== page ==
Technology

Xbox Series S, unboxing and first impressions after a week of use

The next generation has already arrived and while you’ve seen unboxing and information all over the place, we love to give our take. This time, we’ll talk about the Xbox Series S and how to use it in a FullHD monitor.

A confused sense of continuity

The first thing we saw is that it is very small and compact but with considerable weight. However, it is very similar in terms of design before to the Xbox One S. Despite this, thanks to witchcraft (or rather technology), the Redmond has condensed its size and the Xbox Series S has a very large volume. smaller than its predecessor.

The control is pretty much the same as the One S: it changes the crosshead, incorporates texturing on the triggers, and a new share button. We are faced with a sense of continuity that we don’t know if it’s good or leaves us with a bittersweet taste in our mouths (especially knowing the important innovations introduced in the PS5 controller).

Note that setting up the Xbox Series S is easier than ever. Everything is done in a few minutes by connecting to our smartphone. It only takes five minutes to get our new “mini-beast” ready for battle.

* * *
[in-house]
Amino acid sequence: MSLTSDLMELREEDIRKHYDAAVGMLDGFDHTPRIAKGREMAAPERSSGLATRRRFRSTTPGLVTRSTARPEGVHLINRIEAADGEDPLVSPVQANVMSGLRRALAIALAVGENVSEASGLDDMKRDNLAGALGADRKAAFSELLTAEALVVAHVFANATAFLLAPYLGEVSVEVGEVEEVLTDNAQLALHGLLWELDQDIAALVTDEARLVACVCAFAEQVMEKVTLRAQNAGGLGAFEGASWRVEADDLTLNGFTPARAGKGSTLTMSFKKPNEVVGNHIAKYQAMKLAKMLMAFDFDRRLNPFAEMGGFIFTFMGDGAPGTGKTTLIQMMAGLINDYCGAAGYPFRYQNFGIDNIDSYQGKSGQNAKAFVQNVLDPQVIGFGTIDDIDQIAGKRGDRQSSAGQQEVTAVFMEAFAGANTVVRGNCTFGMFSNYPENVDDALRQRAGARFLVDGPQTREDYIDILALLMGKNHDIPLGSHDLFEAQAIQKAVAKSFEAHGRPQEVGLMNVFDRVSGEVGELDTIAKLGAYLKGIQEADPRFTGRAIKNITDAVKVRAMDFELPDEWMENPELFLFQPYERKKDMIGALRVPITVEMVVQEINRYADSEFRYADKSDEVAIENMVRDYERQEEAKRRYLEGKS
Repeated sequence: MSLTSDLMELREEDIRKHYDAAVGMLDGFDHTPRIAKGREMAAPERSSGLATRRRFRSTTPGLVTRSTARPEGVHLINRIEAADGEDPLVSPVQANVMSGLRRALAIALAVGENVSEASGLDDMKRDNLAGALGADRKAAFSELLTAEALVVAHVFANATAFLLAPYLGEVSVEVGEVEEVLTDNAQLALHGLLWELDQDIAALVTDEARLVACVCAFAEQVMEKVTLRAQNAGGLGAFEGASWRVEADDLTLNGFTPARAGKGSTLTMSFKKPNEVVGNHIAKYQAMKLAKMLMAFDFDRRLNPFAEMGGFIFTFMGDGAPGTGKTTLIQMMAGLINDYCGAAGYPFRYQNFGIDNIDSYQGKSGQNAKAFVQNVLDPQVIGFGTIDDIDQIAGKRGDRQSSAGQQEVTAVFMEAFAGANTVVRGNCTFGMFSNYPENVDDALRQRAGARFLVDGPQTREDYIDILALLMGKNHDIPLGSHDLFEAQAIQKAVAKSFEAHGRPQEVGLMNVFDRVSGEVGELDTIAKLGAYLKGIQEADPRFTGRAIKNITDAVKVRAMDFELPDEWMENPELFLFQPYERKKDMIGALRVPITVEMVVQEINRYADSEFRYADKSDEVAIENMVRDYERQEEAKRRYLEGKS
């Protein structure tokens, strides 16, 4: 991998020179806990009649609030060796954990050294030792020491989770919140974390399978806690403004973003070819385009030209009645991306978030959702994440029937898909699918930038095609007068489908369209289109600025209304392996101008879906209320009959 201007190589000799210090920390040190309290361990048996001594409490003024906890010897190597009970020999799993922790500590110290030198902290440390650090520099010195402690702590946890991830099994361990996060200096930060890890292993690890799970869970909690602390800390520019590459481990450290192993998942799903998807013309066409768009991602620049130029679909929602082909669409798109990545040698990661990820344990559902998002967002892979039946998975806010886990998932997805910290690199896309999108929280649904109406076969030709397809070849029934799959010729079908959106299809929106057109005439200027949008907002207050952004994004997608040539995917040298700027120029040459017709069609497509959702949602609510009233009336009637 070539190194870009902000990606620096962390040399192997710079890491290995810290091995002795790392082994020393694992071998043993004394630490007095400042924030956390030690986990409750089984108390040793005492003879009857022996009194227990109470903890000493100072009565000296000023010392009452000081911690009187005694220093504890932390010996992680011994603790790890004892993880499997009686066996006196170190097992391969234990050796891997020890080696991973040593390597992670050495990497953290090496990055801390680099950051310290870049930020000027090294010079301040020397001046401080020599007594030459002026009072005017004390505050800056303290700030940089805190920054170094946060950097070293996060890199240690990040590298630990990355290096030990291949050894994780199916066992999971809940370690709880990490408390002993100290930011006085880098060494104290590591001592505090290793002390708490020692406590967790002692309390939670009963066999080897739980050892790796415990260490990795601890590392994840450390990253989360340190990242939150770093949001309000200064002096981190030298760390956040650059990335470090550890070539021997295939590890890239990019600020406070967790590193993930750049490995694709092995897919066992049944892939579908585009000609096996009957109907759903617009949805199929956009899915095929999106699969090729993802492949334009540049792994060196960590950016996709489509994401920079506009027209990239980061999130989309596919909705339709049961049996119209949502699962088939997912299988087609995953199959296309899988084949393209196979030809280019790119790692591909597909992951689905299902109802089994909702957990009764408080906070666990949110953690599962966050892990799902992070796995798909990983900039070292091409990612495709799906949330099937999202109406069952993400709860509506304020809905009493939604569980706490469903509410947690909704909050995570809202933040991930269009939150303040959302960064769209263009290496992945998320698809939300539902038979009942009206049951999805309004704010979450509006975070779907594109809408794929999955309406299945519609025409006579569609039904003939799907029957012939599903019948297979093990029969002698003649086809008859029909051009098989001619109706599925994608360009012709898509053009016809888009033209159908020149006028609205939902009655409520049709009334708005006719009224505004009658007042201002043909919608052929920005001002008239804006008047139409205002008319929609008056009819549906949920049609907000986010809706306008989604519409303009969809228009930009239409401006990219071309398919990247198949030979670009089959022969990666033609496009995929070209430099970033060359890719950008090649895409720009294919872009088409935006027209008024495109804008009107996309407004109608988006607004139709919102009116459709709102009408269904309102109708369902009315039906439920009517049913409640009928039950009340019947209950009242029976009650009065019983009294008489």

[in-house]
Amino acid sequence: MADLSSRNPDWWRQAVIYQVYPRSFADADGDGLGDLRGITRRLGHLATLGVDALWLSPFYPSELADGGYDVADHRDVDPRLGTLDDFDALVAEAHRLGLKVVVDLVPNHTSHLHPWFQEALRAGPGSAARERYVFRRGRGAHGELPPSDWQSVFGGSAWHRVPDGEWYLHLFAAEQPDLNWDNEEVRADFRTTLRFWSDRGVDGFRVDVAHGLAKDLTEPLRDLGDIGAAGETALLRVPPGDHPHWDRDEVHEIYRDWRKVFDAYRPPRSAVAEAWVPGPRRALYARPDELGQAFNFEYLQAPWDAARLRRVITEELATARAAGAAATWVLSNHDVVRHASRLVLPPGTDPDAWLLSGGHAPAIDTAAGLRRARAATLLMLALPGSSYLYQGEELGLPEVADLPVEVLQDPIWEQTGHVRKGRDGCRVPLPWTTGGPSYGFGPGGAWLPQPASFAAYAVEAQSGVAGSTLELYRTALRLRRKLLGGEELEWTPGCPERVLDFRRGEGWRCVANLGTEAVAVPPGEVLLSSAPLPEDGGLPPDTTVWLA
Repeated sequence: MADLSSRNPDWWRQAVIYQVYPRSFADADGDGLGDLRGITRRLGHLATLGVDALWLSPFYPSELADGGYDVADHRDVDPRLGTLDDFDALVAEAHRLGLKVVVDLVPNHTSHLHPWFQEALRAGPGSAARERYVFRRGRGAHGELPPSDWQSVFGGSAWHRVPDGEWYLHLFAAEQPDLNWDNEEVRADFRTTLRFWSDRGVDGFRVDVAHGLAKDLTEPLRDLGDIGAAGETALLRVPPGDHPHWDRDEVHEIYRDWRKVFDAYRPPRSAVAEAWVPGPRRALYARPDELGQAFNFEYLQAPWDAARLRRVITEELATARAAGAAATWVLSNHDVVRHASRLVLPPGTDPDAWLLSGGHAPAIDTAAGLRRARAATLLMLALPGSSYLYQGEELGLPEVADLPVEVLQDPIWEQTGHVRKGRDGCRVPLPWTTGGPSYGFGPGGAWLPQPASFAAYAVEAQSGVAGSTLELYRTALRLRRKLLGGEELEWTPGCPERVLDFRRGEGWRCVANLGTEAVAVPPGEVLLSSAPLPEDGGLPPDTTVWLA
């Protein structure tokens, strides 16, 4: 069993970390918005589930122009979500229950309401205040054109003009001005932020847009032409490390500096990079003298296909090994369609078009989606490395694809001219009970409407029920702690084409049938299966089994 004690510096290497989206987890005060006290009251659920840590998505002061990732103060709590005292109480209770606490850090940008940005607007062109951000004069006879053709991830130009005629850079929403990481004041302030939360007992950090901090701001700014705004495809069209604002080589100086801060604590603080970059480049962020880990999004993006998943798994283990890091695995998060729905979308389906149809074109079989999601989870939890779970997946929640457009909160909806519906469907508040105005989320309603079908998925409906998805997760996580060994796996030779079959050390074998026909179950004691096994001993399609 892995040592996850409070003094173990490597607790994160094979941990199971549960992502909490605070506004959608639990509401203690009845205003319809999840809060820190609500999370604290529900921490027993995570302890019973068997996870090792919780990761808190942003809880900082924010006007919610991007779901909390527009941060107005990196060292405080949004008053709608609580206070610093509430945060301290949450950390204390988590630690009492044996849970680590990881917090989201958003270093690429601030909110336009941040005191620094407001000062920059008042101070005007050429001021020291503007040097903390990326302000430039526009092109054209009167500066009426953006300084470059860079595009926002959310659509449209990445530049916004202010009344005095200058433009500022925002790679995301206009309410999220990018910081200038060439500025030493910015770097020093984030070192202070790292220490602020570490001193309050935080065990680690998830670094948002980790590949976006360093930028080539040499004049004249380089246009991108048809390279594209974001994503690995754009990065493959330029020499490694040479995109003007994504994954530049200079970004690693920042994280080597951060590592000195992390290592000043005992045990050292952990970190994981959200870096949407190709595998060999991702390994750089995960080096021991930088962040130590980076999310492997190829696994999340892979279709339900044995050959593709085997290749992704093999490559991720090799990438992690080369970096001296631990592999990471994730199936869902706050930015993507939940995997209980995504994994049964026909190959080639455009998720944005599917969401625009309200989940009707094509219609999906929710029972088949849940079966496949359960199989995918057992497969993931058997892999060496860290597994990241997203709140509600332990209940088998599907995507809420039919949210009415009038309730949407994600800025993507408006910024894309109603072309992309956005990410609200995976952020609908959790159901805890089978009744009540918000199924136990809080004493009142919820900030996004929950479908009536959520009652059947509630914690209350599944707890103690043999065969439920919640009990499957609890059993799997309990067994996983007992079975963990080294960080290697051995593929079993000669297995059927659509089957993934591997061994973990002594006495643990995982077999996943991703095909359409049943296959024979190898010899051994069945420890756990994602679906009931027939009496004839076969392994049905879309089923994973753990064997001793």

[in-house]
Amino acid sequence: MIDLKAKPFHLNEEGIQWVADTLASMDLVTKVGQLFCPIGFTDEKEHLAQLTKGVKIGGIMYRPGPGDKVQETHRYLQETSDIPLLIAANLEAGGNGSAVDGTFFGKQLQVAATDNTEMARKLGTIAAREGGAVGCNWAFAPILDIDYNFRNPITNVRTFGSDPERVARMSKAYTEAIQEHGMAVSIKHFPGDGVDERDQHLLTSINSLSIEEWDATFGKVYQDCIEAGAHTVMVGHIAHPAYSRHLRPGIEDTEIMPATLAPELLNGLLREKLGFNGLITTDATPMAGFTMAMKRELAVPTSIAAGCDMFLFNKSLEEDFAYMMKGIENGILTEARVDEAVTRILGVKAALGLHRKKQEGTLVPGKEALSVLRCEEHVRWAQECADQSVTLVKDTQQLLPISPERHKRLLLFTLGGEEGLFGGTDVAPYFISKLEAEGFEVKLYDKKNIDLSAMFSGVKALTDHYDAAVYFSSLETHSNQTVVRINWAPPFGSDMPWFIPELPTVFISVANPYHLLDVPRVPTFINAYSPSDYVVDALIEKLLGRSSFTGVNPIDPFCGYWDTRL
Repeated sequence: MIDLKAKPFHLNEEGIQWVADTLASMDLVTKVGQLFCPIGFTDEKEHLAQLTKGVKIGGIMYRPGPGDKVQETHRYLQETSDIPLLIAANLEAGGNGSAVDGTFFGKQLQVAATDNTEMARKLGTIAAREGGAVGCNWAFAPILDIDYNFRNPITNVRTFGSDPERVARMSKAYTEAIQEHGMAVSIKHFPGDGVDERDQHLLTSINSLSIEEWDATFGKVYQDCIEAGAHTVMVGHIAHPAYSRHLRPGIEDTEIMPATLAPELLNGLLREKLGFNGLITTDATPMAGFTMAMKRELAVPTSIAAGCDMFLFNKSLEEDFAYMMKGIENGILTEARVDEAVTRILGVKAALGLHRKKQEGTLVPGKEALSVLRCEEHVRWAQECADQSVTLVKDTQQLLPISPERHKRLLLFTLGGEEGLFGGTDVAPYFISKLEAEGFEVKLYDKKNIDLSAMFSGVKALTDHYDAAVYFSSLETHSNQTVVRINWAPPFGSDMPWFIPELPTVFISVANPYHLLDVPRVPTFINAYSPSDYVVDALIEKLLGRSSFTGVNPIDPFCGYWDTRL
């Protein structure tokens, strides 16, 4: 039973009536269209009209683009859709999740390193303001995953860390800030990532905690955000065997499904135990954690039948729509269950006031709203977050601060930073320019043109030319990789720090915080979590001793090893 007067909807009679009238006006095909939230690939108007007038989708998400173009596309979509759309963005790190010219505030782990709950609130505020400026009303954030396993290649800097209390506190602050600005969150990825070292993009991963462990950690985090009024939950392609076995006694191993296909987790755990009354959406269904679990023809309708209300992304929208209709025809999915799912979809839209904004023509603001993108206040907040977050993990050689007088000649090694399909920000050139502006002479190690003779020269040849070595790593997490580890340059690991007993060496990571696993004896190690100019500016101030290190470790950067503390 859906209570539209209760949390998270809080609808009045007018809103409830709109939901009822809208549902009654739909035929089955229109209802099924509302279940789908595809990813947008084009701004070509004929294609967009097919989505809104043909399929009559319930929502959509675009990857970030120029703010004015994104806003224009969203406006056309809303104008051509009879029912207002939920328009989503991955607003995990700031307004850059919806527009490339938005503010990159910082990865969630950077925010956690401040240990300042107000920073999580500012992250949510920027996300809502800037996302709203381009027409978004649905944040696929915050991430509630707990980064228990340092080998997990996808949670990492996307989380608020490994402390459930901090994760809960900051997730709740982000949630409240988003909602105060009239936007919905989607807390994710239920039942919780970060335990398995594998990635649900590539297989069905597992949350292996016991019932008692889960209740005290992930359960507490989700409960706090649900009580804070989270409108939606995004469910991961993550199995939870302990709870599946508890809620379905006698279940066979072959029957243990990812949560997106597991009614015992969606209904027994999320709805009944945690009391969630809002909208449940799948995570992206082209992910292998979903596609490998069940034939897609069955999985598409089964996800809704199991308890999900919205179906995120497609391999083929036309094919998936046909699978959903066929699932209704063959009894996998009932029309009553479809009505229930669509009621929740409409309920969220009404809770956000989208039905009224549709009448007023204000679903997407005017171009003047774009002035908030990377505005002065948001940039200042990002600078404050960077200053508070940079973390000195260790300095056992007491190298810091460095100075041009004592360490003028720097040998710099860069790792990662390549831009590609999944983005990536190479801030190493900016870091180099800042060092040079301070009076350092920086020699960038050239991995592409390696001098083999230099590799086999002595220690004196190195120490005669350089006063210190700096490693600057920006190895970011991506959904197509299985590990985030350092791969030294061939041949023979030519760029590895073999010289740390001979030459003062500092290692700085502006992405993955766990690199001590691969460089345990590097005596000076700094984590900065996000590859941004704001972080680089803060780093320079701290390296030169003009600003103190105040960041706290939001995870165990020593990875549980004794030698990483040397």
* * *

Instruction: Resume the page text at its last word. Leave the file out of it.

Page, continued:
The interface is practically the same, there are no notable differences. This may be good for users who are already used to it, but again, it doesn’t make us feel like something “really new”. What we can highlight is the speed of the interface, which is particularly smooth and fluid on new generation consoles. Special mention must be made of the new Xbox Store, which has been a great leap in terms of quality over its predecessor, both in terms of design and performance.

Speed ​​is the hallmark of the Xbox Series S

Once we get into the games the first thing we notice is devilish speed. There are hardly any loading screens and there is a slight graphical improvement. Additionally, the console feels lighter when there is a lot of information on the screen. Blessed be the new generation.

We’ve already made the Xbox Series S work with Star Wars: Jedi Fallen Order, Dishonored, The Binding of Isaac: Rebirth, and we’ve installed The Witcher 3 and other games. Space doesn’t seem as problematic as it might seem at first glance.

The sensations that this S series offers us in general are very good but the absence of big differences compared to the previous generation both in hardware and software leaves us with a bittersweet feeling. Only the future and the next-gen games to come will be able to dictate judgment and answer the long-awaited question: is it worth the generational leap with the Xbox Series S?

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